Nurses as coaches? The truth is, many nurses have already been using coaching skills to help their patients. Now nurse coaching is finally being recognized as a viable field in its own right. Starting in January 2013, nurses can earn professional certification as a coach. The American Nurses Association (ANA) even validates nurse coaching in its book entitled The Art and Science of Nurse Coaching: The Provider’s Guide to Coaching Scope and Competencies.
Darlene Hess, co-author of The Art and Science of Nurse Coaching, says that instead of sending patients home with a to-do list, nurses can become more involved in guiding patients to better health. “The nurse coaching process begins with the ability to become fully present with self and with the patient,” explained Hess, PhD, RN, AHN-BC, PMHNP-BC, ACC, HWNC-BC, director of Brown Mountain Visions. “Then the nurse coach uses active listening, powerful questioning and direct communication to assist the client to identify goals, create action steps and evaluate progress.”
Nancy M. Albert, PhD, CCNS, CHFN, CCRN, NE-BC, FAHA, FCCM, notes that coaching helps patients help themselves in dealing with the regimented routines of a chronic illness. Albert is senior director of the office of research and innovation for the Nursing Institute and clinical nurse specialist for the Kaufman Center for Heart Failure in the Heart and Vascular Institute at The Cleveland Clinic. “From a patient perspective, coaching is often used to teach patients and facilitate adherence to self-care practices associated with chronic medical diagnoses such as heart failure, osteoarthritis, diabetes and chronic lung disease,” said Albert. “Nurses who use coaching principles effectively will be able to have well-balanced communication with patients, families and caregivers that fosters collaborative practice and behavior change support.”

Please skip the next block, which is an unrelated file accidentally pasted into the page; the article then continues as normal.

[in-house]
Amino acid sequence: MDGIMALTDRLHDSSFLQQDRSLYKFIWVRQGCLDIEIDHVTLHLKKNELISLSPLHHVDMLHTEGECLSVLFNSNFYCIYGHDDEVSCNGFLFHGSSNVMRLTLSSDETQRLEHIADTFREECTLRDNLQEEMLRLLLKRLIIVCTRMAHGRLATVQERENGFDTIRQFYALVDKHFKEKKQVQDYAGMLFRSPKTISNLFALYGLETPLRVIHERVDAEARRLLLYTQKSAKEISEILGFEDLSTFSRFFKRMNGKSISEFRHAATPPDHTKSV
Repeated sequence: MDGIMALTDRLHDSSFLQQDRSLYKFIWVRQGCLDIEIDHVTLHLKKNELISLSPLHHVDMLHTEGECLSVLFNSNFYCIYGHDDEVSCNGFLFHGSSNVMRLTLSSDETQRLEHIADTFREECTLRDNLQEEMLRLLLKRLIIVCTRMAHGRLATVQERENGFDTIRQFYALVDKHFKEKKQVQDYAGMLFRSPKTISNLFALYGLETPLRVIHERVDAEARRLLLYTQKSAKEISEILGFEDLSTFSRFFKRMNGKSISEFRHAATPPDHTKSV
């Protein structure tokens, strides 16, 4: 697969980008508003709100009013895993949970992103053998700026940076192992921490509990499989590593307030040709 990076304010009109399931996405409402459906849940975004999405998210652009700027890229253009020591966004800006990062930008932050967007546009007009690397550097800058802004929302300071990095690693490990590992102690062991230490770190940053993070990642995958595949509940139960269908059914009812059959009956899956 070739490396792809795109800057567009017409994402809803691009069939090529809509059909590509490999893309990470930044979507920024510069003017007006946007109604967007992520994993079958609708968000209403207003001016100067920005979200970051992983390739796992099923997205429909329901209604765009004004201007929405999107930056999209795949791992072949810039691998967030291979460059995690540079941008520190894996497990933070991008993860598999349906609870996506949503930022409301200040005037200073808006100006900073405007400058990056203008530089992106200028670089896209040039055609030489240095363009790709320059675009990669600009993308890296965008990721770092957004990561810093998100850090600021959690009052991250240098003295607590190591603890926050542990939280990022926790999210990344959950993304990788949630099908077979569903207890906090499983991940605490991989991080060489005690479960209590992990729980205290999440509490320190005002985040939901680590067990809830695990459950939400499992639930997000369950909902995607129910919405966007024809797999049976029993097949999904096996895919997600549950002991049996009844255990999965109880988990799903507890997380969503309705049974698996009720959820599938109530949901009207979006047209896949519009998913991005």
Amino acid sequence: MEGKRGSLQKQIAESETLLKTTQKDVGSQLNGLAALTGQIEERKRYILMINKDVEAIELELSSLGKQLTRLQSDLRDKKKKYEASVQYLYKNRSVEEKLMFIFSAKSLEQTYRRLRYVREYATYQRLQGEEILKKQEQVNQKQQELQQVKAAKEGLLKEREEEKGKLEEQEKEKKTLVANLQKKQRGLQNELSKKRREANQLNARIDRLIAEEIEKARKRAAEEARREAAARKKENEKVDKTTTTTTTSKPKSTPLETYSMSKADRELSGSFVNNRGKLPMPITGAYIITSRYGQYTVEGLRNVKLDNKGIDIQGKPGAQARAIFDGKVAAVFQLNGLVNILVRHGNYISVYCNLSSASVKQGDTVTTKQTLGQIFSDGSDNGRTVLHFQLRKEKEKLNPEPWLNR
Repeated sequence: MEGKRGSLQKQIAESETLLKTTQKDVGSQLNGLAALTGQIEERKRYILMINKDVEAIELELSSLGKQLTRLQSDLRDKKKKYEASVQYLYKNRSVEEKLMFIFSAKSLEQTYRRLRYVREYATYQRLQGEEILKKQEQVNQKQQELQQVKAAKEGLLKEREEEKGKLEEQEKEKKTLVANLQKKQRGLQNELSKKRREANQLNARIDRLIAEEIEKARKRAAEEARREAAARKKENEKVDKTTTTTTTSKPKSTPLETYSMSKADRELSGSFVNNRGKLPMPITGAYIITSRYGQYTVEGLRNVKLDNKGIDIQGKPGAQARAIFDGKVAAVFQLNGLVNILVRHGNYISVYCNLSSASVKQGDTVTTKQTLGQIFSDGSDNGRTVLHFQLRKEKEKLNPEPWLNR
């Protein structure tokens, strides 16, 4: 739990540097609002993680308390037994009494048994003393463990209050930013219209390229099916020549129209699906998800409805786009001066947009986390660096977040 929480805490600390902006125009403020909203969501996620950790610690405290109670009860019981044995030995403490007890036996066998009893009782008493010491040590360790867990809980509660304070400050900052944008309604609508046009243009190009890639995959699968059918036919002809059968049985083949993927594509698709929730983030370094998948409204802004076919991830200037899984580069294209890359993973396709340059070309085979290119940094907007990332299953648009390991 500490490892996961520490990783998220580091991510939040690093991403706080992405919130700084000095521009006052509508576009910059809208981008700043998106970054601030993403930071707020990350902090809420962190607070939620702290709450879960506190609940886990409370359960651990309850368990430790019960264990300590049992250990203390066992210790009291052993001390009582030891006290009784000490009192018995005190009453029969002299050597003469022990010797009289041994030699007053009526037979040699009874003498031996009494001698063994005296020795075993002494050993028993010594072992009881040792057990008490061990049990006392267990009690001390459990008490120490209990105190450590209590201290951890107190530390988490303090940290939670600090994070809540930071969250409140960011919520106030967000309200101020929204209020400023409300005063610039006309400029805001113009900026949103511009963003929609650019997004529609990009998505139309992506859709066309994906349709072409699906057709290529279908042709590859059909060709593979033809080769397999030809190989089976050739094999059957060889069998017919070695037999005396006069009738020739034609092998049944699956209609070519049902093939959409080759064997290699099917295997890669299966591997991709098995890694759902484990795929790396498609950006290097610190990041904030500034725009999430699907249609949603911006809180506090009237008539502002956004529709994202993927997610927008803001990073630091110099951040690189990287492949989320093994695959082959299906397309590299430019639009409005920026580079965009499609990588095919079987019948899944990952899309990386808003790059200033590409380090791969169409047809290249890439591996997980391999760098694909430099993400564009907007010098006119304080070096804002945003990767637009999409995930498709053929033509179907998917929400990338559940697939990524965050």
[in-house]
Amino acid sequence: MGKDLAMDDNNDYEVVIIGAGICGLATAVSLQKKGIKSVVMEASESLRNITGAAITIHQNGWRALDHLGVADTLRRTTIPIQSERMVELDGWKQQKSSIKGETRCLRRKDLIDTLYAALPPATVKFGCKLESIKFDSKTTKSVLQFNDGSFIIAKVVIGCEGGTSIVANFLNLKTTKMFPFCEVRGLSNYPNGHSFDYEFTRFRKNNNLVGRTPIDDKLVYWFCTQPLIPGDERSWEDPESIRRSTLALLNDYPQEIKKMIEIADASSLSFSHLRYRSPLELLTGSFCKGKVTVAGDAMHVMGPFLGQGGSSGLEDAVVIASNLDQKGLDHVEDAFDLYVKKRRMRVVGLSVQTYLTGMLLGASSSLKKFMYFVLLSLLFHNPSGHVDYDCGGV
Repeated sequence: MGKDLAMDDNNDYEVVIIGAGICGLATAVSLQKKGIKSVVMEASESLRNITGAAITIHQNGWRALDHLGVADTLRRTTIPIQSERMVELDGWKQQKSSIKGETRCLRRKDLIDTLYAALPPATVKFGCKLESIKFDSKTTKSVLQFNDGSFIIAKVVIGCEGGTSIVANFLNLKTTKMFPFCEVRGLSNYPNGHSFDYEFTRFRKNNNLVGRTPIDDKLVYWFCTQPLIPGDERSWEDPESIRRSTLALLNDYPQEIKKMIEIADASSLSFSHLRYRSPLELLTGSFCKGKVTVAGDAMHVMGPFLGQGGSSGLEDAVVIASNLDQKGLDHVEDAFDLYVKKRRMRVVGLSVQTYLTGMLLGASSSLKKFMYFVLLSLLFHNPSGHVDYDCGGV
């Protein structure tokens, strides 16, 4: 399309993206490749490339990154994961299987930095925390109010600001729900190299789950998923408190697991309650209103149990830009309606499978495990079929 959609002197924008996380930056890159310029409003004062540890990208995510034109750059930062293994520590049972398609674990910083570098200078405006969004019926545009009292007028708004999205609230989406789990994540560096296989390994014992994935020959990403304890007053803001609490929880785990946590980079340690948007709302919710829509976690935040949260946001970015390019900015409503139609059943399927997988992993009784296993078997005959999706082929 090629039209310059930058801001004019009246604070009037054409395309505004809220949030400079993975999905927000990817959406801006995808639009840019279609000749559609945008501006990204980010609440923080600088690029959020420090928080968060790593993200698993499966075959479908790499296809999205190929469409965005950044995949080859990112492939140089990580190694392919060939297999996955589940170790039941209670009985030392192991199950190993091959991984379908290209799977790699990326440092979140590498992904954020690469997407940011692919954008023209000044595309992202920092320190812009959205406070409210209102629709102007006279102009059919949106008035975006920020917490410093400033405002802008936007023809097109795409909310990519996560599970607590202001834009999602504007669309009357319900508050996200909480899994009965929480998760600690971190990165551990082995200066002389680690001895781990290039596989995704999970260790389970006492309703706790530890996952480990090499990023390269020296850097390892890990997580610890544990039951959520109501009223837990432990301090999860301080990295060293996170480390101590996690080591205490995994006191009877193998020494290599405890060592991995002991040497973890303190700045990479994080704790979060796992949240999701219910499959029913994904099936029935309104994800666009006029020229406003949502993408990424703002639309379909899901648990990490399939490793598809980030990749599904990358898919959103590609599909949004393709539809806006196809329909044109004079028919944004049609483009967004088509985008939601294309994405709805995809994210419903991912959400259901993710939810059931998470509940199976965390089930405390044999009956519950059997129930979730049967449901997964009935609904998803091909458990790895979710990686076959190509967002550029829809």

It's all about communication and improving clinical results, notes Albert. “As people in the U.S. age, we are more likely to see the rates of common chronic diseases increase over time. Nurses who are skilled in coaching have added tools in their tool belt they can use to improve patient–healthcare provider communication and enhance clinical outcomes,” said Albert. “Coaching is an ideal model to use to understand patients’ desires, constraints and barriers, and then use the knowledge to develop an ongoing plan of care.”
Barbara M. Dossey, PhD, RN, AHN-BC, FAAN, HWNC-BC, co-director of the International Nurse Coach Association, core faculty member for the Integrative Nurse Coach Certificate Program and co-author of The Art and Science of Nurse Coaching feels that nurse coaches can draw out a patient’s strengths to take better care of themselves. “We use the expression that we are walking with clients through a discovery process,” said Dossey. “We all know that we need to eat healthfully, exercise and reduce stress, but we need help to tap into being more creative, more resilient and how to reduce our anxiety and fear of frustration. This is where we use our coaching competencies to connect with patient strengths and what they want to learn and do with their lives.”
If you’re interested in becoming a nurse coach, you can sign up for continuing education courses in coach training and become certified through the American Holistic Nurses Credentialing Corporation.
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